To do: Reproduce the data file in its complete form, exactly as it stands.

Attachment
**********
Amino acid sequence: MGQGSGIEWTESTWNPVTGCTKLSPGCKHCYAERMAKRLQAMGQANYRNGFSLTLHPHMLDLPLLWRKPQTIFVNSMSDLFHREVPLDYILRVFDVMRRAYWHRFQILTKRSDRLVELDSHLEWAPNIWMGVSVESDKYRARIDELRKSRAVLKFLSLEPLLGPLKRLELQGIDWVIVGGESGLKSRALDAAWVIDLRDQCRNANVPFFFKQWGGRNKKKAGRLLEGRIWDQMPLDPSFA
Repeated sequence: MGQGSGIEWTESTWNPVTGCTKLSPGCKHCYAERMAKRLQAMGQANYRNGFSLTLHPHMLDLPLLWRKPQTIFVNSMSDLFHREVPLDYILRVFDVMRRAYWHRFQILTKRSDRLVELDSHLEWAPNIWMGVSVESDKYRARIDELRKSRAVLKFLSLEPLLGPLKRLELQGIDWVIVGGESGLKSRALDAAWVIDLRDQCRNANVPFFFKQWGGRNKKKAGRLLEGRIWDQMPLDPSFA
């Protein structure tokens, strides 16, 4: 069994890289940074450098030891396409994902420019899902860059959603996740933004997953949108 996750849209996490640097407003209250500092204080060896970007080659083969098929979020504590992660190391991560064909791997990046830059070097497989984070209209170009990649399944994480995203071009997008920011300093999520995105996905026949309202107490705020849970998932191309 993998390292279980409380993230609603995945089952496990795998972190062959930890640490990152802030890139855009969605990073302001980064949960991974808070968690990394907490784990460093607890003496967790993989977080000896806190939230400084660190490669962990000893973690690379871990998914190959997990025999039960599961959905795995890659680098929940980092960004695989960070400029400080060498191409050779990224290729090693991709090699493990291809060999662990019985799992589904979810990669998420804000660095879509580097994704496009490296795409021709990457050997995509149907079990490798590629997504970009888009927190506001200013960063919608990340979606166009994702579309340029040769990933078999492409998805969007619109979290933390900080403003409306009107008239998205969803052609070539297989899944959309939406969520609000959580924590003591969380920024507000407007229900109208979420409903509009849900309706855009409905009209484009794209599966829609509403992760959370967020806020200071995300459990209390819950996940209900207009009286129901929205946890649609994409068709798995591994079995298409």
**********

Amino acid sequence: MGQGSGIEWTESTWNPVTGCTKLSPGCKHCYAERMAKRLQAMGQANYRNGFSLTLHPHMLDLPLLWRKPQTIFVNSMSDLFHREVPLDYILRVFDVMRRAYWHRFQILTKRSDRLVELDSHLEWAPNIWMGVSVESDKYRARIDELRKSRAVLKFLSLEPLLGPLKRLELQGIDWVIVGGESGLKSRALDAAWVIDLRDQCRNANVPFFFKQWGGRNKKKAGRLLEGRIWDQMPLDPSFA
Repeated sequence: MGQGSGIEWTESTWNPVTGCTKLSPGCKHCYAERMAKRLQAMGQANYRNGFSLTLHPHMLDLPLLWRKPQTIFVNSMSDLFHREVPLDYILRVFDVMRRAYWHRFQILTKRSDRLVELDSHLEWAPNIWMGVSVESDKYRARIDELRKSRAVLKFLSLEPLLGPLKRLELQGIDWVIVGGESGLKSRALDAAWVIDLRDQCRNANVPFFFKQWGGRNKKKAGRLLEGRIWDQMPLDPSFA
């Protein structure tokens, strides 16, 4: 069994890289940074450098030891396409994902420019899902860059959603996740933004997953949108 996750849209996490640097407003209250500092204080060896970007080659083969098929979020504590992660190391991560064909791997990046830059070097497989984070209209170009990649399944994480995203071009997008920011300093999520995105996905026949309202107490705020849970998932191309 993998390292279980409380993230609603995945089952496990795998972190062959930890640490990152802030890139855009969605990073302001980064949960991974808070968690990394907490784990460093607890003496967790993989977080000896806190939230400084660190490669962990000893973690690379871990998914190959997990025999039960599961959905795995890659680098929940980092960004695989960070400029400080060498191409050779990224290729090693991709090699493990291809060999662990019985799992589904979810990669998420804000660095879509580097994704496009490296795409021709990457050997995509149907079990490798590629997504970009888009927190506001200013960063919608990340979606166009994702579309340029040769990933078999492409998805969007619109979290933390900080403003409306009107008239998205969803052609070539297989899944959309939406969520609000959580924590003591969380920024507000407007229900109208979420409903509009849900309706855009409905009209484009794209599966829609509403992760959370967020806020200071995300459990209390819950996940209900207009009286129901929205946890649609994409068709798995591994079995298409």